Scrapbookpages Blog

December 2, 2015

A letter from Wolf Murmelstein

I have recently received the following e-mail letter from Wolf Murmelstein:


Dear Furtherglory!
 and Commentators!
In some posts and comments on your blog, there is a reference to an alleged order given by Heinrich Himmler – in 1942 – to avoid any physical abuse of the prisoners, or to a statement made by Ernst Kaltenbrunner at Nuremberg about punishment of SS men who were guilty of thefts.
The above seems clearly to have been mockeries in order to fool the International Red Cross Committee, who just at the beginning of 1942, had started action to help civilians, brought to the Concentration Camps, so from the Reich as from the countries under occupation.
The Nazis pretended that, in the Concentration Camps, the treatment had been STRENG ABER GERECHT –severe but just. This was one of the many lies the Nazis had circulated.
When mentioning delousing, or so, we forget that typhus or other diseases had been instrumental in the mass killing of Jews and other prisoners,  who were called, in Nazi Deutsch UNGEZIEFER, – insects – to be extirpated.
The personal safety of the mass of prisoners in a concentration camp had never been a concern of the Nazis; the death marches had been the instrument to murder the most possible prisoners who were still alive. Consider that from Buchenwald and Bergen Belsen, in April 1945, many inmates had been transported away to nowhere, except to death in the overcrowded closed box cars on the trains.
In the USA,  and in the UK and elsewhere, it is still not clear that the THIRD REICH had been run by a group of criminals, who were followers of a racist murder doctrine.  They had taken advantage of the the respect for authority, which was peculiar to the German people, and to many Jews too.
Wolf Murmelstein.

March 14, 2010

“bodies stacked like cordwood” How many times have you read those words?

If you want to do a google search to find the stories, told by American soldiers, about seeing the Nazi concentration camps in World War II, just search on “bodies stacked like cordwood.”  Without exception, every single soldier who saw Dachau or Buchenwald or Ohrdruf or Mauthausen reported that he saw the horror of “bodies stacked like cordwood.”

Schollmeyer wood pile — Photo by Brucellocius on Flickr

Back in those days, everyone knew what the word cordwood meant.  Cordwood is not a type of wood; it refers to a measurement. A cord of wood is a stack of four-foot logs with a specific height and width.  In the old days, a “cord of wood” was something that you purchased, if you didn’t have trees on your own property that you could cut down.  In my home town, most people had a cord of wood on their back porch, ready to be used in the wood-burning pot-belly stove in their “front room.”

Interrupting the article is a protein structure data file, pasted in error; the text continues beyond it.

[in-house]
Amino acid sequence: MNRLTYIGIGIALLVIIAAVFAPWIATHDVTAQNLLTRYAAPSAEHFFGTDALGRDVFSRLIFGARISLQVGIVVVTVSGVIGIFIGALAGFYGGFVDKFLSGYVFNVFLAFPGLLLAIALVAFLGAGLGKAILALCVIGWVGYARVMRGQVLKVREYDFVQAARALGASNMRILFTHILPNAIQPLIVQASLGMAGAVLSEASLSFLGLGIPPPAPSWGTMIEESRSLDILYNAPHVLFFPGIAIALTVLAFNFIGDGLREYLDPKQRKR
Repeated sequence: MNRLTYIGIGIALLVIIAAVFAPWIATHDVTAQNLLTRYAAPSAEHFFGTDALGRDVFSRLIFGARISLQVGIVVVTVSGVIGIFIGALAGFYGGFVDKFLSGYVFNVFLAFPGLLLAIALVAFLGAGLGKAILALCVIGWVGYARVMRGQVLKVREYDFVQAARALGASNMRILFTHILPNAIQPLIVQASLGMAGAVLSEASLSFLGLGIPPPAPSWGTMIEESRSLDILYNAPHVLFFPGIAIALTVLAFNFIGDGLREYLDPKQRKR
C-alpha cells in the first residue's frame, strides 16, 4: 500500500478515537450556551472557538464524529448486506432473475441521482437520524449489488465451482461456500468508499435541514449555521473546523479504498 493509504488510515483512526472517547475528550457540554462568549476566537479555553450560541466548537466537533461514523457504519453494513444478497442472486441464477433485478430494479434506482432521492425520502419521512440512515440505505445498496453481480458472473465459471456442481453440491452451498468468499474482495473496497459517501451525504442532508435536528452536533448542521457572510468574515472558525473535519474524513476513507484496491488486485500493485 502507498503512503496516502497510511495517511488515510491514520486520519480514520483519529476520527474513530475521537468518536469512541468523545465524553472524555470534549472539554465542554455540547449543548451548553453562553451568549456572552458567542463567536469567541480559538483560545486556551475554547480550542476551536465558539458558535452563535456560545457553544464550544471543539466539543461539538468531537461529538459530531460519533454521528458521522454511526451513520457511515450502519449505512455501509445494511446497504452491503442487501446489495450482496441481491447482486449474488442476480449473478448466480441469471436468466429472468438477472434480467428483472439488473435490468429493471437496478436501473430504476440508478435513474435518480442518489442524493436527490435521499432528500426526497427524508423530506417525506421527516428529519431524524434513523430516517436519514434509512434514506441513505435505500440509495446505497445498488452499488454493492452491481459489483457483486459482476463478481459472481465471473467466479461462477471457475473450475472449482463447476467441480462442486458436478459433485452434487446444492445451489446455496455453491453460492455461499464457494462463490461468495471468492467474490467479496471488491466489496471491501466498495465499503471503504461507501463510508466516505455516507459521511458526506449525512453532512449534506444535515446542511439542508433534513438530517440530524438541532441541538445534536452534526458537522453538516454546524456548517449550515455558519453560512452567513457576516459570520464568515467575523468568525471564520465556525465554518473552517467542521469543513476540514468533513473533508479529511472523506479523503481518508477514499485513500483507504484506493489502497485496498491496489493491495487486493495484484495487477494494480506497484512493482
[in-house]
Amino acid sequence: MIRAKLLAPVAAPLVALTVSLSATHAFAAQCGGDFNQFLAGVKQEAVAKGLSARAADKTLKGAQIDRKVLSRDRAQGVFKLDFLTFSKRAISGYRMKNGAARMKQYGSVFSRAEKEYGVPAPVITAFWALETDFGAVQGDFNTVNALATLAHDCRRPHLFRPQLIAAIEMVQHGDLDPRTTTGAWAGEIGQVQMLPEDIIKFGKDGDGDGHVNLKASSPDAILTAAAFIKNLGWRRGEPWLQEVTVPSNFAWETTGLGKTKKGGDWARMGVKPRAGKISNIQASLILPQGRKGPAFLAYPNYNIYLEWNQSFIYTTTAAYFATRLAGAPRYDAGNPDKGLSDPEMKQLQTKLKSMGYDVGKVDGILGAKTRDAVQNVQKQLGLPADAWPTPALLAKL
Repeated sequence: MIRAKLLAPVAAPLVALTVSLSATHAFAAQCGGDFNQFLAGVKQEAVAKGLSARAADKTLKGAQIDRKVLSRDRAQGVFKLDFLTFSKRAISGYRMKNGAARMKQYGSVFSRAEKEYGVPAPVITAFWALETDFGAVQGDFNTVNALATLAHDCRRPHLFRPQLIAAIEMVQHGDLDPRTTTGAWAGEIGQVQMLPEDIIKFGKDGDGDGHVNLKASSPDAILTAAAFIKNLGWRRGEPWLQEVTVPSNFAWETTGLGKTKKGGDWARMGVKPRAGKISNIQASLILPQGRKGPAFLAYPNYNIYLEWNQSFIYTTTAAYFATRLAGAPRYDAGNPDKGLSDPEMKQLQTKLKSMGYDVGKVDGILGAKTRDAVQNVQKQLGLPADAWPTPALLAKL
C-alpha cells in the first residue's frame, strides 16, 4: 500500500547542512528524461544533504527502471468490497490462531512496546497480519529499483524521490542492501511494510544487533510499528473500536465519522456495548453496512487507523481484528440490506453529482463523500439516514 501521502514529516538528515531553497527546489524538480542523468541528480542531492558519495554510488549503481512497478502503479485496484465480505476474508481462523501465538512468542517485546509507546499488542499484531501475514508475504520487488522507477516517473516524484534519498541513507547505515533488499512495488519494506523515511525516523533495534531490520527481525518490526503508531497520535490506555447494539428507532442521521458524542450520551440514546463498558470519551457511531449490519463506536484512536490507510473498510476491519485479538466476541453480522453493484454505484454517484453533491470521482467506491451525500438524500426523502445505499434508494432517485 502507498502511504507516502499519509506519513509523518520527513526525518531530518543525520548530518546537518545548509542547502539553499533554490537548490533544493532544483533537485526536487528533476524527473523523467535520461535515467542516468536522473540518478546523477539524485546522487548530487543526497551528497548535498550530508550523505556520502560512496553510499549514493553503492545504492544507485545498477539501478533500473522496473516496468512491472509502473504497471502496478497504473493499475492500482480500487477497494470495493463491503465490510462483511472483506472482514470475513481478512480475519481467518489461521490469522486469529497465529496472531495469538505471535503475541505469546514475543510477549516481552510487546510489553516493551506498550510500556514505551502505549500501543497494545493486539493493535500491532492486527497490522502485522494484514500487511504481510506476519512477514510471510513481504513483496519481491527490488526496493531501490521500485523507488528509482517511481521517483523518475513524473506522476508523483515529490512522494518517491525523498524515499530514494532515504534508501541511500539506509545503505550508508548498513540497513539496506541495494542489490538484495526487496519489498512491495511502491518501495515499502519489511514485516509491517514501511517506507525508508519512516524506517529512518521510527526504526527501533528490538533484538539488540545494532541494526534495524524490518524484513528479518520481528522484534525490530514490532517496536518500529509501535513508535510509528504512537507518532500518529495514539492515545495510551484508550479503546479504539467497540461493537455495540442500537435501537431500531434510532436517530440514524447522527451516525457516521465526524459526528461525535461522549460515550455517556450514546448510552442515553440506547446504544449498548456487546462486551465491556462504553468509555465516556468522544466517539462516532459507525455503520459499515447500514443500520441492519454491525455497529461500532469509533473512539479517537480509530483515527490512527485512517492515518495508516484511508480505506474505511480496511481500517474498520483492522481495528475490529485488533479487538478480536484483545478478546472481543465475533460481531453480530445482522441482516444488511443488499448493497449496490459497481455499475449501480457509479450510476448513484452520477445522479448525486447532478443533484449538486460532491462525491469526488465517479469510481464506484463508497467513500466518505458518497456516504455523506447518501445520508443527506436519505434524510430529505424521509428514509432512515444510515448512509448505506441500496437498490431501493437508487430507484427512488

So what does this have to do with anything?  To me, the use of the phrase “stacked like cordwood” is significant because it shows that the typical American soldier in World War II was from a small town or a farm, and was not overly sophisticated.  When the soldiers saw the dead bodies in the concentration camps “stacked like cordwood,” their first thought was  “how can human beings do this to other human beings?”  They just naturally assumed that the prisoners had been starved to death or killed in a gas chamber.

Bodies found in the crematorium at Dachau

Bodies stacked outside the crematorium at Buchenwald

Bodies stacked up at Mauthausen

Bodies found in a shed at Ohrdruf

The photos above show what the American soldiers saw.  After visiting the Ohrdruf sub-camp of Buchenwald on April 12, 1945,  General Dwight D. Eisenhower ordered that as many American soldiers as possible should be brought from the battlefield in trucks and shown the bodies in the nearest concentration camp.  The bodies were left out for weeks so that thousands of soldiers could have a chance to view them. As more prisoners died after the camps were liberated, their bodies were added to the piles.

What was the purpose of bringing soldiers from the battlefield to see dead bodies?  As General Eisenhower famously said: “The American soldiers didn’t know what they were fighting for, but after seeing the concentration camps, they knew what they were fighting against.”

No explanation of how these prisoners had died was given to the American soldiers.  The soldiers were 18 and 19-year-old boys from small town America.  It never occurred to them that there was a typhus epidemic going on in Germany during the last days of World War II and of course, they were not told that these prisoners had died of typhus.  The American soldiers had been vaccinated, so they didn’t have to worry about typhus.  Typhus had been completely wiped out long ago in America by the use of vaccines.

In World War I, four million people died of typhus — and that was just in Poland. During World War II, the Germans knew of the danger of a typhus epidemic and that’s why they used tons of Zyklon-B to kill the lice that spreads typhus.  But as the war progressed and Germany was losing, there was such chaos that the epidemic of typhus could not be controlled.  The American liberators finally stopped the epidemic with DDT and typhus vaccine, which the Germans didn’t have.

As far as I know, not one American soldier ever asked the liberated prisoners, “What’s  going on here?  How did these people die?”  The soldiers had been shown propaganda films before going overseas, so they knew that the German people were evil.  They had been warned not to be fooled by the friendly, fun-loving Germans in their Lederhosen and dirndls; they had been thoroughly indoctrinated in hatred for the German people.  After the war, the soldiers were ordered not to fraternize with the Germans, and most of them returned to America without ever having the opportunity to learn the truth.